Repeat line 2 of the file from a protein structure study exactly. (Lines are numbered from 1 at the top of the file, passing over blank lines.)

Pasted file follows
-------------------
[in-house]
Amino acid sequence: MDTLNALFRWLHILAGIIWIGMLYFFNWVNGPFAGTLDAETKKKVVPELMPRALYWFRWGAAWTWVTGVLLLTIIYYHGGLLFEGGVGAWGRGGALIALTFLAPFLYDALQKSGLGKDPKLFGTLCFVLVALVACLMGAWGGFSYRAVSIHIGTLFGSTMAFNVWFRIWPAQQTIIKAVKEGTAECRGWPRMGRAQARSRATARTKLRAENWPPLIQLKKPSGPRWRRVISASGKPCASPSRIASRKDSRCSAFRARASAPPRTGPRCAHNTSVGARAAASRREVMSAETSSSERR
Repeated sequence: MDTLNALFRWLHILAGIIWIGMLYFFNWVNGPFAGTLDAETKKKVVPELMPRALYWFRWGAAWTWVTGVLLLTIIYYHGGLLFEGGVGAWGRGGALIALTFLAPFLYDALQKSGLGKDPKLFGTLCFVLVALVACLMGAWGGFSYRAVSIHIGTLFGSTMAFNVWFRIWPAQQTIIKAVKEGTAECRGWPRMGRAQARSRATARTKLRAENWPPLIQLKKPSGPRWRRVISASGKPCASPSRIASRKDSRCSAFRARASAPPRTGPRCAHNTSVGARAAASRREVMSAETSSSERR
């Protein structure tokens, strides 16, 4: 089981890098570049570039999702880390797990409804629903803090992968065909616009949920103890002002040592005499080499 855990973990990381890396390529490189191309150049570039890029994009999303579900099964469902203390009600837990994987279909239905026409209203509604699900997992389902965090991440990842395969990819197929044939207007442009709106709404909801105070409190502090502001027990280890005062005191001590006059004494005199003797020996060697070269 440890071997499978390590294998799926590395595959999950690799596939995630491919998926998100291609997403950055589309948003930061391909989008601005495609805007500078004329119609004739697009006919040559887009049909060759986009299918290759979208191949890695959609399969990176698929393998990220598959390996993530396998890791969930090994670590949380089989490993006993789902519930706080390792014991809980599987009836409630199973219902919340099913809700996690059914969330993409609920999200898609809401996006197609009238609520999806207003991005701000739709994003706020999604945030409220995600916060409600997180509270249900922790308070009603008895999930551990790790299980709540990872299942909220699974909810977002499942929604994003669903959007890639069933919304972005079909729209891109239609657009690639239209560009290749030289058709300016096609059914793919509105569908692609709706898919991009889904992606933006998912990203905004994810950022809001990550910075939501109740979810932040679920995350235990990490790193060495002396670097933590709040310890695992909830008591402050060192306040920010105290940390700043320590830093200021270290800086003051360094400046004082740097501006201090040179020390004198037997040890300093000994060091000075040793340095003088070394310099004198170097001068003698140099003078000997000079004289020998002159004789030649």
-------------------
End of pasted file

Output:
Amino acid sequence: MDTLNALFRWLHILAGIIWIGMLYFFNWVNGPFAGTLDAETKKKVVPELMPRALYWFRWGAAWTWVTGVLLLTIIYYHGGLLFEGGVGAWGRGGALIALTFLAPFLYDALQKSGLGKDPKLFGTLCFVLVALVACLMGAWGGFSYRAVSIHIGTLFGSTMAFNVWFRIWPAQQTIIKAVKEGTAECRGWPRMGRAQARSRATARTKLRAENWPPLIQLKKPSGPRWRRVISASGKPCASPSRIASRKDSRCSAFRARASAPPRTGPRCAHNTSVGARAAASRREVMSAETSSSERR